Either way, there was a estimate that there is a 5:1 ratio, cycling to running. Where 5 miles of cycling is equivalent to running, only the aerobic part, not the bone-building part. However, I feel really messed up now... it's like I have forgotten how to run after cycling for so long, even though there are cycling and running days in my week. Cycling outweighs my running and now I really can't run fast.. God bless me please.

To balance it off, cycling is good, so is running. We should get in our regular doses of both, if you hate running, maybe you can try skipping rope, gets to build your bones too. hehe
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Old 12-27-03, 08:45 PM   #9
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However, I feel really messed up now... it's like I have forgotten how to run

hehe
Some of us, as we get a bit older, start having knee problems from the running. I did, they would get swollen and hurt. Therefore, I power walk - does not seem near so jarring to my knees.

Yes, I know what you mean about forgetting how to run. I started running on the treadmill (cushioned to prevent the jarring) a few weeks back just so I could get it in my memory again!

Have been increasing the running about a minute a week when I use the treadmill. Walk real fast (about 4.2 mph) and then go into a run for a short time. I am now doing 4 minutes of continuous running, and hope to get up to about 10.

I used to love running. would go for 7 miles or more (once did 14). Was never very fast, just enjoyed jogging slowly along.

Perhaps on the cushioned treadmill I can get some of that back!
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Old 12-28-03, 12:31 AM   #10
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Running is harder for me, but cycling is more fun. I do both. They're both healthier than sitting on the couch, watching Survivor, and eating Cheetos.

I can only run every other day without injury or severe leg fatigue, but I can go for a 2 hour mountain bike ride 6 days per week without issues. So, I alternate trail running and riding.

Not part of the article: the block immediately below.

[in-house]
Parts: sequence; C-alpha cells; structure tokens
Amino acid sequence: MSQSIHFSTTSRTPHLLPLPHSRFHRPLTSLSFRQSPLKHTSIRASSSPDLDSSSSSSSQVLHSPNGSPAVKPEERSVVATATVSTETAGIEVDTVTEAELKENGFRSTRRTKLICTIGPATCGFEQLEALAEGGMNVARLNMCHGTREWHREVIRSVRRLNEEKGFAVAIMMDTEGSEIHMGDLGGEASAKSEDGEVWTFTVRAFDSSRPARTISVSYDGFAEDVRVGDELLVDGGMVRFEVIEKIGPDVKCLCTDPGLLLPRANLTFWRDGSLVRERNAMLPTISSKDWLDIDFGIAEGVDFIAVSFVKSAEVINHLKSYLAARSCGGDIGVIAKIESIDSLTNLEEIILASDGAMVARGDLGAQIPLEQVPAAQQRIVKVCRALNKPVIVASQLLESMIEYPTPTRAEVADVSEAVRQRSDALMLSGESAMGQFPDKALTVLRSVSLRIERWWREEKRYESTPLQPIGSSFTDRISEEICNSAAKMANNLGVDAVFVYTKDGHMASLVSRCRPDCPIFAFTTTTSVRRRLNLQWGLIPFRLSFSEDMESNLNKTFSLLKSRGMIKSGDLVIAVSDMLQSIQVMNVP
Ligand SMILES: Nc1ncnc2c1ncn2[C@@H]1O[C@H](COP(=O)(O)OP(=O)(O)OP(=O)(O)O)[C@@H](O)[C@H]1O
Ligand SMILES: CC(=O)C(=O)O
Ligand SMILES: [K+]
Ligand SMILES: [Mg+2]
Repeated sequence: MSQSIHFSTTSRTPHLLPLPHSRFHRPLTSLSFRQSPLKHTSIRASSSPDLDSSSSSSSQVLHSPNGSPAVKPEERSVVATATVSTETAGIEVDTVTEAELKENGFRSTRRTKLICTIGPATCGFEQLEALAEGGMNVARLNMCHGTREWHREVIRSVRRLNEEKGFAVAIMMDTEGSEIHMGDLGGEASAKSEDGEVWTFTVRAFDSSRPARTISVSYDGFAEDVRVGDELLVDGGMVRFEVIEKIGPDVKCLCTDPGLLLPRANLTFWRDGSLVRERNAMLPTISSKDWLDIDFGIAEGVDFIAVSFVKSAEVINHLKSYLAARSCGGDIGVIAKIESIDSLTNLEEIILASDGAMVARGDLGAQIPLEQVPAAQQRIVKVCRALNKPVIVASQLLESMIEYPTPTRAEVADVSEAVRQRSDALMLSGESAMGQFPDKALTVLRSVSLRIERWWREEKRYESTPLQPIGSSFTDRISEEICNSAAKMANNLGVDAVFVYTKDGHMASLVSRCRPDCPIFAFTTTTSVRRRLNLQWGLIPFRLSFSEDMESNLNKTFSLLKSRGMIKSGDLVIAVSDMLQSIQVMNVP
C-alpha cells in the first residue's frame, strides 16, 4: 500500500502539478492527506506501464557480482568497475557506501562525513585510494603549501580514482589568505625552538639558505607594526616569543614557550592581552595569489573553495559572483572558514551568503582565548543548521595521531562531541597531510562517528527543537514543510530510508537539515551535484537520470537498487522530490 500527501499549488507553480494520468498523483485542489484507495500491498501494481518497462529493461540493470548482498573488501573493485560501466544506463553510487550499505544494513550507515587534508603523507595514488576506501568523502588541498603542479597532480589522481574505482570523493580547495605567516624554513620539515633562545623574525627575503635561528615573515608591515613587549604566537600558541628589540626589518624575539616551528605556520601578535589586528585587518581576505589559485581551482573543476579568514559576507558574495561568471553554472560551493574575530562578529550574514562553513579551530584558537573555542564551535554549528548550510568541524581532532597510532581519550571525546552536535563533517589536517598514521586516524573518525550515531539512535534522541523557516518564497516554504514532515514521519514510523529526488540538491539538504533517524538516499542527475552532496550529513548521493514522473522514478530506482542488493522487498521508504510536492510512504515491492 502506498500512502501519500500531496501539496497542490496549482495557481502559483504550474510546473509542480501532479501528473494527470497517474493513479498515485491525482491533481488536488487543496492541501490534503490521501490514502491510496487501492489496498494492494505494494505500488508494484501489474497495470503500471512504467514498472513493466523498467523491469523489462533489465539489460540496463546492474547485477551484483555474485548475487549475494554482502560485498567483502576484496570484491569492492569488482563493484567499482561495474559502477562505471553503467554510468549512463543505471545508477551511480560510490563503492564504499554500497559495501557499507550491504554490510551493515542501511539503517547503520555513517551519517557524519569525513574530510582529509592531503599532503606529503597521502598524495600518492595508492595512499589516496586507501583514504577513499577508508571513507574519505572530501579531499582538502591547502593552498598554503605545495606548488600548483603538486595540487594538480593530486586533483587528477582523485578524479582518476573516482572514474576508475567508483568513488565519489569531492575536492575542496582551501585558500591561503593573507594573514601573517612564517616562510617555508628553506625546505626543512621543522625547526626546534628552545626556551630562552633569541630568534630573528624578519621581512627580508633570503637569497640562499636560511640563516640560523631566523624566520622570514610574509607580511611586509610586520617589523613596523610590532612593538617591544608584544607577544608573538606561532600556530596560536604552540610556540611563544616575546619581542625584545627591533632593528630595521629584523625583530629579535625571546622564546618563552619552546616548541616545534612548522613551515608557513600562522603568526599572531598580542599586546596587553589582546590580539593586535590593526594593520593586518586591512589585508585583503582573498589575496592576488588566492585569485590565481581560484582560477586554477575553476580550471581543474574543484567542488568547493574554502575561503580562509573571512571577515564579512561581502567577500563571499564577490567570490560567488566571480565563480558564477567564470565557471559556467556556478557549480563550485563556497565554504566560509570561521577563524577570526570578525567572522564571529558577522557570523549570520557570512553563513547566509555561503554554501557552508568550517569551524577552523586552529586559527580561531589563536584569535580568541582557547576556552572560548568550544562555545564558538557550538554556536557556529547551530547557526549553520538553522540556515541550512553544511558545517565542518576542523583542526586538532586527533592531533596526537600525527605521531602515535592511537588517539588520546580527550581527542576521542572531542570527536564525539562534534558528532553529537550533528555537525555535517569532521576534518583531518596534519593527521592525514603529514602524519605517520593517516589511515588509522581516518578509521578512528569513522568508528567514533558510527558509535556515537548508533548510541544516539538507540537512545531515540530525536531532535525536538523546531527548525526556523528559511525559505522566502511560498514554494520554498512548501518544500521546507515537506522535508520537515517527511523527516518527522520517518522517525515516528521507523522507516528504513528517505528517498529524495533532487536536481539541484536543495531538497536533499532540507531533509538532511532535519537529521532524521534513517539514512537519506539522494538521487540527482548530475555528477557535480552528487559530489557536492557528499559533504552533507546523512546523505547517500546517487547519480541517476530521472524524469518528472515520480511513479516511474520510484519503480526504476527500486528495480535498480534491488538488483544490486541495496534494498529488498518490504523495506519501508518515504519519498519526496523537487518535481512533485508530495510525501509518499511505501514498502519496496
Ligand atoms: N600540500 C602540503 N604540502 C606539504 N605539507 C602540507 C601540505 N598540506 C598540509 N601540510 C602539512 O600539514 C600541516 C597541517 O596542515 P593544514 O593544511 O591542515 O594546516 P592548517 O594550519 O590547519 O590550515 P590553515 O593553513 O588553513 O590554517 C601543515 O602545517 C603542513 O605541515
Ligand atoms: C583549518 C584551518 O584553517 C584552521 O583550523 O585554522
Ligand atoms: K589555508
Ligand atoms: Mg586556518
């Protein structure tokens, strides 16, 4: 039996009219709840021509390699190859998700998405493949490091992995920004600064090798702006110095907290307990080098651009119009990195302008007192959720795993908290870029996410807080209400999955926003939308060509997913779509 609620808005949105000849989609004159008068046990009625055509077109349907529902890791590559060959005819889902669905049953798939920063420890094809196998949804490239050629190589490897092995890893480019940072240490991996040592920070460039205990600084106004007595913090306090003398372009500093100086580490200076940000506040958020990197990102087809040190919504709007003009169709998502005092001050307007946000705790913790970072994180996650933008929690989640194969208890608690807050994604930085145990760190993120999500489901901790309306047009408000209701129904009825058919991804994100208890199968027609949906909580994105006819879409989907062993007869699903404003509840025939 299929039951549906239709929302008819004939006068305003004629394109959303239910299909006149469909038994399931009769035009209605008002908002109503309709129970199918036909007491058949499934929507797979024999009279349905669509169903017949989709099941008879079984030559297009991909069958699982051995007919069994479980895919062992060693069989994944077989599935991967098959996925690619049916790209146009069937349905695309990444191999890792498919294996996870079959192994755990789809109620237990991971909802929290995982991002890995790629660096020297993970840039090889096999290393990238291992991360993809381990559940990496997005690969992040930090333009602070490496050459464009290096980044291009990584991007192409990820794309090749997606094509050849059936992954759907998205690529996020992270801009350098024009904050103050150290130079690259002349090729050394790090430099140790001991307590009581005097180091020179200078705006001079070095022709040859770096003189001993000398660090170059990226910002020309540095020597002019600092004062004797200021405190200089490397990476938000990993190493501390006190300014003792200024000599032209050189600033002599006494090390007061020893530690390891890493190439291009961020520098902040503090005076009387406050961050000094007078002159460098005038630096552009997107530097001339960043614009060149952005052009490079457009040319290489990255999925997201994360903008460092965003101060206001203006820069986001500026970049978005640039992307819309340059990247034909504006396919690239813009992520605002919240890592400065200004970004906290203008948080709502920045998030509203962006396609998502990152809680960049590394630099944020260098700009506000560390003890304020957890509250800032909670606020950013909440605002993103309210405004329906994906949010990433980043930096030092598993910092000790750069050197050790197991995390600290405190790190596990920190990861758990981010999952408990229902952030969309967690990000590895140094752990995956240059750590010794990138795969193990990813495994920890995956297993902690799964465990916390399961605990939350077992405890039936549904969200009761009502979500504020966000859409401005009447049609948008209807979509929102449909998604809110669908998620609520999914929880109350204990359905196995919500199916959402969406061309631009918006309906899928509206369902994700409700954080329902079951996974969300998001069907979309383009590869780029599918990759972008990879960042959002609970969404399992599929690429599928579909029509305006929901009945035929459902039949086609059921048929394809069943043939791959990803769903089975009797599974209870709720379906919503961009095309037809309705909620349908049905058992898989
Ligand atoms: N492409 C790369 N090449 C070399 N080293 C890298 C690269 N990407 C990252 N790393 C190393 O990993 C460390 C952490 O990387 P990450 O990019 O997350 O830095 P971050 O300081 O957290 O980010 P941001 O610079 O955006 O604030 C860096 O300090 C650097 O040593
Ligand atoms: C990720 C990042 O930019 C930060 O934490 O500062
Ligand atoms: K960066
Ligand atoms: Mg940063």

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Old 12-28-03, 12:35 AM   #11
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I can keep my heart rate up for 5 hours a day on the bike, but not on the run.


By the way......... what about swimming?
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Old 12-28-03, 01:48 AM   #12
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By the way......... what about swimming?
Oh yeah...swimming is very good for you. It works your stamina not to mention just about every other muscle in your body.

But i dont think everyone has access to a pool unless their gym is that swanky that it comes with a pool.
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Old 12-28-03, 04:22 AM   #13
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Hiking,
good for the soul. Better exercise than you might think.
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Old 12-28-03, 05:53 AM   #14
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Ah, another point on the which is better debate. It is pointless.

I recall an anecdote of a fitness guru having an argument with a gentleman who was obviously in superb shape. When asked how he maintained his fitness, the gent said "I play racket ball". Apparantly, he played a WHOLE BUNCH of racket ball. The guru could not believe that anyone could be in great shape without running so he kept questioning the gent and the gent kept saying "I play racket ball.".